“It seems like I'm never at home,” he answers.

Let’s cut to the chase. “You just getting back from a deployment?”

He gives me a blank look, as if he wasn’t expecting the question. If he gives me one of those “I don't like to talk about it.” answers, I seriously think I might throat punch him. He pauses to consider how best to respond.

“Not this time. I'm on my way home from training.”

Not this time? Really?

I can't help myself. “Have you had to deploy a lot? I know you guys are back-and-forth all the time.”

He’s starting to get uncomfortable with the questions. People clearly don't engage him on this level. “I spend most of my time traveling to counsel my Soldiers. I'm a chaplain.”

I feign surprise. “Really? That’s amazing. It must really be tough on you, having to deal with everything you see.” This is fun, but I really hope I'm not laying it on too thick.

Again, he leans back on his barstool. This guy’s gonna buy me a drink. “It can be difficult, sometimes. But you learn to deal with it. It comes with the job.”

The amount of bullshit this guy is slinging is unbelievable. It’s time to stop dancing.

“You know you're not allowed to wear that uniform unless you're either headed out or coming back from a deployment,” I say coldly, looking him straight in the eyes.

He’s clearly taken aback by my statement, but recovers quickly. “No. I’m allowed to. I'm a chaplain.”

“That doesn't matter,” I respond. “AR 670–1 is very specific on the matter. Unless you're transiting to or from a combat zone, you either wear civilian clothes or the Army Service Uniform.”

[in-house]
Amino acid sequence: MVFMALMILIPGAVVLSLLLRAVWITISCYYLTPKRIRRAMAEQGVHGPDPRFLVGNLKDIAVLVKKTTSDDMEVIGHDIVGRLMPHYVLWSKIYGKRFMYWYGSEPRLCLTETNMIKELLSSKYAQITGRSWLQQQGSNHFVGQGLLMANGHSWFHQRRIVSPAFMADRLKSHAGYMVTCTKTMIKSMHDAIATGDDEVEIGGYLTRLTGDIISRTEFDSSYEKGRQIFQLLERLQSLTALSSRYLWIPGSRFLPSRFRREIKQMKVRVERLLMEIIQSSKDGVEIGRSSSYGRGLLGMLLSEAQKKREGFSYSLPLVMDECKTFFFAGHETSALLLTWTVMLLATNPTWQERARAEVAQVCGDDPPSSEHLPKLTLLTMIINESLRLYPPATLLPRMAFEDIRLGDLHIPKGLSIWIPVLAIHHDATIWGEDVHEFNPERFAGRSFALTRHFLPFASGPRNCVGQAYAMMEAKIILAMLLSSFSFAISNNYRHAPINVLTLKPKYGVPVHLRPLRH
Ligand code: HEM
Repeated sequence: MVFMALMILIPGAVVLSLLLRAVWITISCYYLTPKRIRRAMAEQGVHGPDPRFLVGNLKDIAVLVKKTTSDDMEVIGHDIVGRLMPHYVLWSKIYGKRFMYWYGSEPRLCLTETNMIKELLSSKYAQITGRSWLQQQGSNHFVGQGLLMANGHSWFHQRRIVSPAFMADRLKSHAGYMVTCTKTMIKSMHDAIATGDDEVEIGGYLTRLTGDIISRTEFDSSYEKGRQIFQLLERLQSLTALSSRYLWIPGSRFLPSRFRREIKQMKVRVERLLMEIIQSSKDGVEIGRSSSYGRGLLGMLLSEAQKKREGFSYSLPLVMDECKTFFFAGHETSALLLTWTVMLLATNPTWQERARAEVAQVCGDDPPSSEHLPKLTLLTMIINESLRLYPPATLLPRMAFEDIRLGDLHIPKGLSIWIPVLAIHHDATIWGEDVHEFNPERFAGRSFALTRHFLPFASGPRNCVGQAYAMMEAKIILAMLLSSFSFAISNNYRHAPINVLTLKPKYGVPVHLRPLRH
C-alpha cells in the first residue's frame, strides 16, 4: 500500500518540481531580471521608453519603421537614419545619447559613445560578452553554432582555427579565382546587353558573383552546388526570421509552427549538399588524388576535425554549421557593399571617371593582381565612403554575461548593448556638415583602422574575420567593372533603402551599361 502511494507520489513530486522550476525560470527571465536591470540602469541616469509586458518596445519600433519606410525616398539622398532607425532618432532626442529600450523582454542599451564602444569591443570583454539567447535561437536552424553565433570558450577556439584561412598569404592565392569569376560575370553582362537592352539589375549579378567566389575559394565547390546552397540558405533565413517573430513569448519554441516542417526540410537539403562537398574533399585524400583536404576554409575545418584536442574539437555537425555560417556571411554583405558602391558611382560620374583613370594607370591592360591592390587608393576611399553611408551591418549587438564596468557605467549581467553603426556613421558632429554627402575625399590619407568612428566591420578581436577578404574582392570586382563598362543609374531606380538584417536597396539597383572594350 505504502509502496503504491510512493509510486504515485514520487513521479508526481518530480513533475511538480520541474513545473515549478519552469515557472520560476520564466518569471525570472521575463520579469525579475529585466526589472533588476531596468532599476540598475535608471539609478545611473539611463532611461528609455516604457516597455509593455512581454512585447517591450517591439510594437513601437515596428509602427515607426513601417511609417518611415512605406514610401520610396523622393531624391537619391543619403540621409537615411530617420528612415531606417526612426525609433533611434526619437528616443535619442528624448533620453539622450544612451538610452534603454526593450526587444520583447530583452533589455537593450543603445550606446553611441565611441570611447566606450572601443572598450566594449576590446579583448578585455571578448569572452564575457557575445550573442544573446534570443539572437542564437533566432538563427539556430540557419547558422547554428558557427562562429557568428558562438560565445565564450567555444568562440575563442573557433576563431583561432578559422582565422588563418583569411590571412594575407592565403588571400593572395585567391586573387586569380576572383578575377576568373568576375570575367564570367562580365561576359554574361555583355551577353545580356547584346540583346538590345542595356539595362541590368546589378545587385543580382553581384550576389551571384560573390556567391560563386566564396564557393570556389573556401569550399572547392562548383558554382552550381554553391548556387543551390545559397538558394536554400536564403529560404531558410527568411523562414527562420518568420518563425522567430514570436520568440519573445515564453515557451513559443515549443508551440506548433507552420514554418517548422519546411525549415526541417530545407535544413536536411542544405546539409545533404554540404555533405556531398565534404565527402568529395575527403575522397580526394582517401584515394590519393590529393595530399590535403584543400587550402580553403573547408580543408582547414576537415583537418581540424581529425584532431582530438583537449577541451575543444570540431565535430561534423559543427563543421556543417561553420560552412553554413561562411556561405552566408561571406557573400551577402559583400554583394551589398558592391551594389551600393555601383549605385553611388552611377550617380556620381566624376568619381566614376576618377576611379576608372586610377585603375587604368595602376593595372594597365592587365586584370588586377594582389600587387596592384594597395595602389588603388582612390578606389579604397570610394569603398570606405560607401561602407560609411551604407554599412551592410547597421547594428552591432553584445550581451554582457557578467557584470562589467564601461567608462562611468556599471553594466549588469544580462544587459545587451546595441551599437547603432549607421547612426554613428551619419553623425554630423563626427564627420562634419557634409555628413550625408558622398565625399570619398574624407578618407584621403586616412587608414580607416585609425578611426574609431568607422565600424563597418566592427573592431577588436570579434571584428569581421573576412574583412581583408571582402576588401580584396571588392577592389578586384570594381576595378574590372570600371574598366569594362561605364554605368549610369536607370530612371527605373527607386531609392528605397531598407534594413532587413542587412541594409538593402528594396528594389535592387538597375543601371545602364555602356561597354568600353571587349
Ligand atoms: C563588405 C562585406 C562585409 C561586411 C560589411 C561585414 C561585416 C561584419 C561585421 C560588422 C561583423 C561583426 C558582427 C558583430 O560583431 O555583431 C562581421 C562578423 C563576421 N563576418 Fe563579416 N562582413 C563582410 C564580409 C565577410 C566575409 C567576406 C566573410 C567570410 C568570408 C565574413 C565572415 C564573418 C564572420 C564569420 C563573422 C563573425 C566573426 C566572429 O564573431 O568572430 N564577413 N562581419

“Oh, that,” he replies. “I’m in the Reserves, the rules are different for us. Besides, I don't have time to change clothes. My schedule is too tight.”

Somebody kill me. Please. “If you've got time to take $40 from a little old lady who probably lives off Social Security, you've got time to change clothes.”

His eyes give away his thoughts: Oh, you saw that. “You don't understand,” he says defensively. “These people appreciate what I do. They want to show their appreciation. They want to shake my hand. I’d be wrong to refuse.”

“You're right about one thing: you're wrong,” I reply curtly. “You took advantage of someone who doesn't know one Joe from another. She thought she was helping someone in need and you abused that trust. She thought you were coming home from a war, and you let her think that. You're supposed to be a leader, a professional. You can’t walk around airports pretending to be something you're not. The fact you're a chaplain just makes it worse. You might want to think about that. You embarrassed us all today.”

He stumbled backward off his barstool, considered a response, but thought better of it. He leaned down for his $200 deployment-special backpack and left the bar without paying for his beer. The bartender started to call out and I waved him off. Ruining that guy’s day was worth the price of a beer. Even an overly-expensive airport beer.

As I returned to the remains of my salad, a young man filled the empty barstool at my side. He ordered a cup of coffee, then took a quick glance my way. “Hey, sir, how’s it going?”

Tight haircut, pressed jeans, a black polo shirt. “Good. You?”

“You know the deal, sir. Another day in paradise.”